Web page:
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Fifty launches a year: Company behind NASA’s history-making rocket project has tall ambitions



The company behind NASA’s first rocket launch in Australia for more than a quarter of a century plans to conduct more than 50 a year by 2024.

Northern Territory-based Equatorial Launch Australia (ELA) owns the east Arnhem Land spaceport from which NASA launched a rocket early on Monday morning – marking the American space agency’s first Australia-based launch since 1995.

ELA will help launch two more rockets for the American space agency from the Arnhem Space Centre in July.

But the company’s plans this year pale in comparison to its aims by 2024 – by which point it hopes to launch more than one rocket a week.

An academic specialising in astrophysics told The New Daily the country was “entering a very cool era where commercialisation means that we can get more done”.

Set for take-off

Accelerating at a speed of 500 metres per second, Sunday night’s rocket took just seconds to disappear out of view.

ELA scientists predicted it would take approximately 70 seconds to ascend to a sub-orbit 328 kilometres from Earth.

The rocket carried an X-ray quantum calorimeter, which will measure the gases coming from the Milky Way galaxy, with University of Wisconsin scientists hoping to learn more about the structure and evolution of the cosmos.

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After hovering above Earth for about 15 minutes and collecting a range of images and data, the rocket descended back to Earth by parachute, landing south-west of the initial launch site.

Why Arnhem Land?

NASA’s choice of Arnhem Land for its launch location may seem somewhat unlikely, but there are several reasons why it was selected.

Dr Sarah Webb, a postdoctorate research fellow at Swinburne University’s centre for Astrophysics and Supercomputing, told The New Daily that the Milky Way could not be seen from the US.

“In the southern hemisphere, we have access to being able to enter slightly different orbits, or patterns,” Dr Webb said.

“It’s just a patch of the sky that if you were in the USA, you literally can’t see because you’re just too far north. So lots of advantages here.”

Arnhem Land also provides plenty of clear airspace for a rocket to travel upwards.

“The airspace has to be completely clear. Not just the airspace, but also the satellite space above where you’re watching the rocket, you have to have gaps in time to that,” she said.

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Built entirely by Indigenous locals, the Arnhem Space Centre is in a remote part of the Northern Territory.

Another key advantage of the location was its proximity to the equator. Arnhem Space Centre is 12 degrees south of the equator.

“When you launch a rocket from Darwin, you get about 200 kilometres an hour faster velocity as you go up – just because you’re closer to the equator, you’re spinning faster,” she said.

“So that’s a huge advantage that saves time, money, fuel – it’s great.”

‘Just the beginning’

NASA is ELA’s first customer, with the Northern Territory-based company signalling its intent to drastically expand their program in years to come.

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Sunday night’s launch was one of three in this particular project, with the second rocket to take off from Arnhem Space Centre on July 4 and the third on July 12.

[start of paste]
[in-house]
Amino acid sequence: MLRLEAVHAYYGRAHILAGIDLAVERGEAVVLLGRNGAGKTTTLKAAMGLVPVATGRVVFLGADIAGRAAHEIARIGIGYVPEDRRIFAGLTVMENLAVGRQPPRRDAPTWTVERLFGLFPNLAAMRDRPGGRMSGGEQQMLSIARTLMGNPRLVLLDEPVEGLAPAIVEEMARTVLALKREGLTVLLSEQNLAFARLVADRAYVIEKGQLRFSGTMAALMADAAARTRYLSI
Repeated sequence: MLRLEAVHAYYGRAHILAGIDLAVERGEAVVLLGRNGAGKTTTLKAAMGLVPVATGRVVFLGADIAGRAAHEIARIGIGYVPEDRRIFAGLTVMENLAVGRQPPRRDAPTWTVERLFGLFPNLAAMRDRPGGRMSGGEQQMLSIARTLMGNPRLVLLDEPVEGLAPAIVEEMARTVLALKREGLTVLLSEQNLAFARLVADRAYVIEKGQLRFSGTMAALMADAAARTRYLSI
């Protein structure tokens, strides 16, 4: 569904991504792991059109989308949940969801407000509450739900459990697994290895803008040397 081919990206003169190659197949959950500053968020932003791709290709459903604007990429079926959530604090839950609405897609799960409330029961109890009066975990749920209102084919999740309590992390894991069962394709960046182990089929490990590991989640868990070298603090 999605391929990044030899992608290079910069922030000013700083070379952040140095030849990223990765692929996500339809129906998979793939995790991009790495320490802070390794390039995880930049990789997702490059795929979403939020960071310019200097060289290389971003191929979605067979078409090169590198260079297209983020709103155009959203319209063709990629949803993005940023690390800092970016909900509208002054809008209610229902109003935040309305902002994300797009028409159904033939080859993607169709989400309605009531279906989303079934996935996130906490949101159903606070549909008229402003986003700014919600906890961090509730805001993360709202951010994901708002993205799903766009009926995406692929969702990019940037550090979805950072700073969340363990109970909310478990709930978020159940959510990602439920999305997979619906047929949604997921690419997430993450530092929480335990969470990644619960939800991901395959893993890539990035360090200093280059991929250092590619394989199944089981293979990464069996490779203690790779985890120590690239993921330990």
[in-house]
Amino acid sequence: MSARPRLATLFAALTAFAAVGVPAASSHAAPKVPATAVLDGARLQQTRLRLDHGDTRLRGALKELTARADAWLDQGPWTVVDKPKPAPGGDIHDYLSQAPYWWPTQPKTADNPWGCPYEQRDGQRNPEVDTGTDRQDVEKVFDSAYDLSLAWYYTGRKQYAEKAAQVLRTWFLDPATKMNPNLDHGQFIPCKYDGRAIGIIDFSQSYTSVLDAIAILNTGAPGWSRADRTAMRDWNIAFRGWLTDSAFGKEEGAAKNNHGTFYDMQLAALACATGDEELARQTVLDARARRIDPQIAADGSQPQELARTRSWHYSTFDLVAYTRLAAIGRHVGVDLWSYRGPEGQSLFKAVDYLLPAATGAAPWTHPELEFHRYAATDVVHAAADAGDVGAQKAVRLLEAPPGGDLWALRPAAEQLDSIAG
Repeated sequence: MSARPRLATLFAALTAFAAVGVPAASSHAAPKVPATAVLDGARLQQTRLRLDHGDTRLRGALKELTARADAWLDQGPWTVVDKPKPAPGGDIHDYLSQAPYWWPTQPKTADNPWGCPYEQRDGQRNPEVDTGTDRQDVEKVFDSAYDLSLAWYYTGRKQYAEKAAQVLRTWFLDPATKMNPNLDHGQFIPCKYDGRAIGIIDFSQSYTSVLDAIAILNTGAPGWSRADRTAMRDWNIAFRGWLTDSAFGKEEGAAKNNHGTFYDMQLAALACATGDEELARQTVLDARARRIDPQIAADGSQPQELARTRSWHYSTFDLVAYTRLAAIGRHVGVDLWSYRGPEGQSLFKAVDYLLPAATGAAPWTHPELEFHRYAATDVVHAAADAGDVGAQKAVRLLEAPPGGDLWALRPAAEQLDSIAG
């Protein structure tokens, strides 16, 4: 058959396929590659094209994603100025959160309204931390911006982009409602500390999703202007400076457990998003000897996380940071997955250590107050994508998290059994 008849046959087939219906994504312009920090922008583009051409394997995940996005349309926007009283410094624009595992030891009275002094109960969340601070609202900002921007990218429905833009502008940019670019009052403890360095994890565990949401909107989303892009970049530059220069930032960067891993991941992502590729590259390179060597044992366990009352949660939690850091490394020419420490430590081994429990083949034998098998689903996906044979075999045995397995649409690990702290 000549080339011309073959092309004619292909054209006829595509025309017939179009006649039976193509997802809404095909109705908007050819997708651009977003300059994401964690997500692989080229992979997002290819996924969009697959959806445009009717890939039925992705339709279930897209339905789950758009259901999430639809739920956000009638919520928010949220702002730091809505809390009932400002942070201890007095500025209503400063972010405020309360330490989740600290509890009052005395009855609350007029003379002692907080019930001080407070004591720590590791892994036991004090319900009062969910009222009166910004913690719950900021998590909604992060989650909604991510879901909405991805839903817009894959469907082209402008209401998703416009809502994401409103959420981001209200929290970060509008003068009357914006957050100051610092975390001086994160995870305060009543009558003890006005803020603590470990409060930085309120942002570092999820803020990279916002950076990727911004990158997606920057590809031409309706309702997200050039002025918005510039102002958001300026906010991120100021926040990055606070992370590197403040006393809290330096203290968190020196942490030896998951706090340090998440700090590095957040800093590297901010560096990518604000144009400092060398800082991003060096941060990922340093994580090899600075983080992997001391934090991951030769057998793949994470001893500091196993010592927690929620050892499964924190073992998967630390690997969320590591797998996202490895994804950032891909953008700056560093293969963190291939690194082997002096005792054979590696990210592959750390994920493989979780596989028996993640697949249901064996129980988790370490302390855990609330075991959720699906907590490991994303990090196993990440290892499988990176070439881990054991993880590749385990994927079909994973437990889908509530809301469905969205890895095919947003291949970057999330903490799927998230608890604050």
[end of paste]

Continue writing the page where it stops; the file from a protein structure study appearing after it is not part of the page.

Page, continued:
And the company expects to complete a mind-boggling 50 similar launches a year by 2024 and 2025.

ELA chief executive Michael Jones told The New Daily he hopes these initial launches are “just the beginning”.

“ELA really hopes this launch will showcase that Australia, and the Arnhem Space Centre, can provide access to space, and that this is just the beginning for the Australian space industry,” he said.

To add to the astonishing figures, another Australian company has also signalled its intent to complete dozens of launches a year.

Southern Launch, located in South Australia, was given the official go-ahead to launch rockets earlier this year, with its chief executive Lloyd Damp expressing intent to eventually execute 36 launches a year.

Dr Webb said she expects Australia will continue to play a key part in space exploration.

“We’re entering a very cool era where commercialisation means that we can get more done,” she said.

“I think it’s a huge achievement that we’ve been able to basically facilitate a launch by NASA.

“Now that we have a tried-and-tested launch from NASA, I think it’s a fantastic way to say that this is open for commercial business, and we are able to meet the needs of those wanting to watch rockets.”

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Northern Territory chief minister Natasha Fyles told reporters at Sunday’s launch that the achievement was an important milestone.

“The launching of a rocket from Arnhem Land is an incredible milestone for Australia in establishing the Northern Territory as a launch site and an important player in space exploration,” she said.

“Working with the Gumatj people in launching the rockets into space combines one of the oldest cultures in the world with some of the most advanced technology ever.”

Mr Jones said the data from the ongoing series of launches will be reviewed by the team from universities of Colorado and Wisconsin, with preliminary results hopefully available in coming weeks.

The post Fifty launches a year: Company behind NASA’s history-making rocket project has tall ambitions appeared first on The New Daily.





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